A perspective on life and survival as transcribed by an animal communicator.
by Cathy Malkin-Currea
The latest addition to the Galde household is a five-foot red-tailed boa constrictor that had been abandoned in an apartment for a month with no food or water. Recently, the snake was interviewed by animal communicator Cathy Malkin-Currea.
Cathy: I feel that the snake is a female. She would like a name that denotes value and healing. She says she is not that old, maybe a couple of years.
Snake: While snakes can go for a while without food or water, it was the climate in the apartment that proved to be most challenging for me. Thankfully, it was cooler rather than warmer. This way I was able to slow my metabolism down and survive without food or water. Had it been summer, I doubt I would have survived.
Cathy: Phyllis says she will foster you.
Snake: This is fine with me, especially with a larger habitat and more rats to eat. I do enjoy your companionship and attention. My biggest wish right now is to be able to move around outside the confines of a cage. I get all kinked up when I can’t stretch out and move.
Cathy : Do you think?
Snake: Yes, we think. We just don’t think in the same way as humans do. We are wired to be more aware of our senses and learn to think through our senses and trust them. Therefore, we are much more sensitive to our environment then people are. Just by the nature of how we move, we are more in touch with what is around us. Our intelligence is not based on ego, but survival. Humans used to understand this principle as they once lived more like we do. Now humans tend to be led by their ego instead of their heart.
Cathy: What do you think?
Snake: As I mentioned, we don’t “think” in the same way humans do, so it might be hard for you to “wrap your brain around” our thought patterns. Our thoughts work at a different level or vibration, which is difficult for most people to grasp. Our thoughts tend to more of what is needed for basic survival, yet we have plenty of time for meditation and dreams.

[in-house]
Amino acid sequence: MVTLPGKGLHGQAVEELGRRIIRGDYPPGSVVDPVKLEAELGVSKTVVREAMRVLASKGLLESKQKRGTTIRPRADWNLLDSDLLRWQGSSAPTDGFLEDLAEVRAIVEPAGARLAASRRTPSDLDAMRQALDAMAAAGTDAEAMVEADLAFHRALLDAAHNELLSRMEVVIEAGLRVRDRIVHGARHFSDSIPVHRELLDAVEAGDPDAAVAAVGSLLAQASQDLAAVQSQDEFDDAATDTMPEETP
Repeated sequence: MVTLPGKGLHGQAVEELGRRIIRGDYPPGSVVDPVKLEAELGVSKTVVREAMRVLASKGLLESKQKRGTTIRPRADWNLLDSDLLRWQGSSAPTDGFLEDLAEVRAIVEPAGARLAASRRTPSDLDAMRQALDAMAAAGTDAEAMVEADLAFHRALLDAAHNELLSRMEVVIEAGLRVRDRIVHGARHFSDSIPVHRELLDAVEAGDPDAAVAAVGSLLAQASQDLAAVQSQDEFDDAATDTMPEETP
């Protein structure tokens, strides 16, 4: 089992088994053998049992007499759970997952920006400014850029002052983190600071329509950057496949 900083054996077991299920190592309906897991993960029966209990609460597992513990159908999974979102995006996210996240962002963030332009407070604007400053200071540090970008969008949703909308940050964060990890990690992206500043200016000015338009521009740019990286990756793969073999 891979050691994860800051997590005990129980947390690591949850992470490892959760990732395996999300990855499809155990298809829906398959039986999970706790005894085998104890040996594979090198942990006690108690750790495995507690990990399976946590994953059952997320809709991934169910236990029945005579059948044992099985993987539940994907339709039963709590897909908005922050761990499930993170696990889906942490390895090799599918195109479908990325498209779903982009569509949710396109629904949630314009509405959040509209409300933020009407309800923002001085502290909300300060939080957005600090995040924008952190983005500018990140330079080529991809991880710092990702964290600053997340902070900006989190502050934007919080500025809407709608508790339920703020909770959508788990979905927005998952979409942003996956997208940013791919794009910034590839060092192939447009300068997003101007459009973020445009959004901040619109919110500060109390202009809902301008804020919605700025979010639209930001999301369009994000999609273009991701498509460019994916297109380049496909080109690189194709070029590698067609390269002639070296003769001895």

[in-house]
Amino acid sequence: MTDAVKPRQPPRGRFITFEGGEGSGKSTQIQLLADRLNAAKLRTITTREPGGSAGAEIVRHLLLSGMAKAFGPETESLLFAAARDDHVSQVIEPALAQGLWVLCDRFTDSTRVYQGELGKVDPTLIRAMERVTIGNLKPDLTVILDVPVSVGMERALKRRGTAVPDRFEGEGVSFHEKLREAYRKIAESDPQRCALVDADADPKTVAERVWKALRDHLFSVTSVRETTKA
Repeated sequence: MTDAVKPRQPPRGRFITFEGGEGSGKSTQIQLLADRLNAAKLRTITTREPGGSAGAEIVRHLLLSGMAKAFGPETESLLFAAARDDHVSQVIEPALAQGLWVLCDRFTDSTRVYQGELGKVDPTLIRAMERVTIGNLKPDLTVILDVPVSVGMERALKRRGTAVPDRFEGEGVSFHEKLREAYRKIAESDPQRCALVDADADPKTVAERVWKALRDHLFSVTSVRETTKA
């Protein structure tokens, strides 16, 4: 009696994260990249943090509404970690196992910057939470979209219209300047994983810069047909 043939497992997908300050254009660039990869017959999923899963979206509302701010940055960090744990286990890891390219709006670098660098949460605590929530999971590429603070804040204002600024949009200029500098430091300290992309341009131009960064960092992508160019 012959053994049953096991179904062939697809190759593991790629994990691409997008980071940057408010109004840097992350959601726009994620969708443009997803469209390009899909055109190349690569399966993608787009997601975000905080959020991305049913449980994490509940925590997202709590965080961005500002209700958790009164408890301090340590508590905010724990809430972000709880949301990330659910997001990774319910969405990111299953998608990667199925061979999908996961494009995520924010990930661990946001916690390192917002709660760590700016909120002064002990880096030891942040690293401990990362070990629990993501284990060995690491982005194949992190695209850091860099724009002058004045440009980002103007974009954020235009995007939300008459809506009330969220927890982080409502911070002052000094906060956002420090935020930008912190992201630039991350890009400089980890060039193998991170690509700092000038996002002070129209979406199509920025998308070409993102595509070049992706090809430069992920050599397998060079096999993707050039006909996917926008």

Cathy: A friend says that snakes have a brain the size of a grain of sand.
Snake: The belief that the size of one’s brain correlates to the level of intelligence is really the construct of human ego and projection. I feel that I am extremely intelligent and capable of taking care of my needs, which has nothing to do with brain size.
Cathy: Do you have intelligence? Are you aware?
Snake: Yes, I am intelligent, and quite cunning, too. If I were able to live my life free, then you would see the prowess I possess that allows me to hunt successfully and protect my offspring. Sadly, I will never know this side of myself because I am a captive snake and not a free one.
Feelings? Yes, I have feelings just like humans. I feel happiness and sadness. I even feel fear. However, how I respond to my feelings is quite different than humans. It’s my experience that humans don’t want to acknowledge that we have feelings. It’s my belief that if humans did accept that snakes along with all animals had thoughts, feelings, and viewpoints, then people would never treat us so inhumanely. Why? Because they would finally realize that all living beings on Mother Earth are interrelated and interconnected. We are one. Therefore, what you do affects every part of the whole earth. If people would only understand that when they hurt us they are really hurting themselves. This why the earth is experiencing so many changes—humans are disconnected.
Awareness to what degree? Awareness equals survival. Snake awareness is holographic and multi-dimensional.
Cathy: I think that snakes get a bad rap. Why?
Snake: We can be cunning and dangerous, so we create fear in humans.
Cathy: Is it because you have no legs?
Snake: Having no legs has nothing to do with why humans fear us. Millions of years ago snakes came to Earth, and when we met up with humans, we saw their ego. Therefore, we felt we had to let them know that we were a force to be reckoned with. This why so many stories and myths have been created in our honor.